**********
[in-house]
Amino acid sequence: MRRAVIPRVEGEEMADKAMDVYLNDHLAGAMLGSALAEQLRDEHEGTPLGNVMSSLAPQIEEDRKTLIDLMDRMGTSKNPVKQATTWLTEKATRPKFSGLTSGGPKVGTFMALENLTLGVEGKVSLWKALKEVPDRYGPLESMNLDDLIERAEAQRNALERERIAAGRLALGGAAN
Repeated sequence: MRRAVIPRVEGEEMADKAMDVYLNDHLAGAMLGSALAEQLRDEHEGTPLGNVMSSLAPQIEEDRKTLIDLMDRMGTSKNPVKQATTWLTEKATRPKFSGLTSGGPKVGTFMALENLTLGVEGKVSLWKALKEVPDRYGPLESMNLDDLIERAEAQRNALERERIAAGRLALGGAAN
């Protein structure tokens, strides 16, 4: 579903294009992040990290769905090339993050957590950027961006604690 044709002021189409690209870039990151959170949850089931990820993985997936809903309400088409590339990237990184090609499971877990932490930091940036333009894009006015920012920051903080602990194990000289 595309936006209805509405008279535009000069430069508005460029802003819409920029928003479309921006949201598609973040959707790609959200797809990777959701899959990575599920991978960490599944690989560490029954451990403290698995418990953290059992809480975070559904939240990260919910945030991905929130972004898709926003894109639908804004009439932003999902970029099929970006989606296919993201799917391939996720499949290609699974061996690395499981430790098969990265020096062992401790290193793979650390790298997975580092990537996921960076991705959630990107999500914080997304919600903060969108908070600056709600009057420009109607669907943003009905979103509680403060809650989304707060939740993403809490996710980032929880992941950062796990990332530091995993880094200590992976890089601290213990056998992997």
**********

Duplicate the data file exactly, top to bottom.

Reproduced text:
[in-house]
Amino acid sequence: MRRAVIPRVEGEEMADKAMDVYLNDHLAGAMLGSALAEQLRDEHEGTPLGNVMSSLAPQIEEDRKTLIDLMDRMGTSKNPVKQATTWLTEKATRPKFSGLTSGGPKVGTFMALENLTLGVEGKVSLWKALKEVPDRYGPLESMNLDDLIERAEAQRNALERERIAAGRLALGGAAN
Repeated sequence: MRRAVIPRVEGEEMADKAMDVYLNDHLAGAMLGSALAEQLRDEHEGTPLGNVMSSLAPQIEEDRKTLIDLMDRMGTSKNPVKQATTWLTEKATRPKFSGLTSGGPKVGTFMALENLTLGVEGKVSLWKALKEVPDRYGPLESMNLDDLIERAEAQRNALERERIAAGRLALGGAAN
């Protein structure tokens, strides 16, 4: 579903294009992040990290769905090339993050957590950027961006604690 044709002021189409690209870039990151959170949850089931990820993985997936809903309400088409590339990237990184090609499971877990932490930091940036333009894009006015920012920051903080602990194990000289 595309936006209805509405008279535009000069430069508005460029802003819409920029928003479309921006949201598609973040959707790609959200797809990777959701899959990575599920991978960490599944690989560490029954451990403290698995418990953290059992809480975070559904939240990260919910945030991905929130972004898709926003894109639908804004009439932003999902970029099929970006989606296919993201799917391939996720499949290609699974061996690395499981430790098969990265020096062992401790290193793979650390790298997975580092990537996921960076991705959630990107999500914080997304919600903060969108908070600056709600009057420009109607669907943003009905979103509680403060809650989304707060939740993403809490996710980032929880992941950062796990990332530091995993880094200590992976890089601290213990056998992997």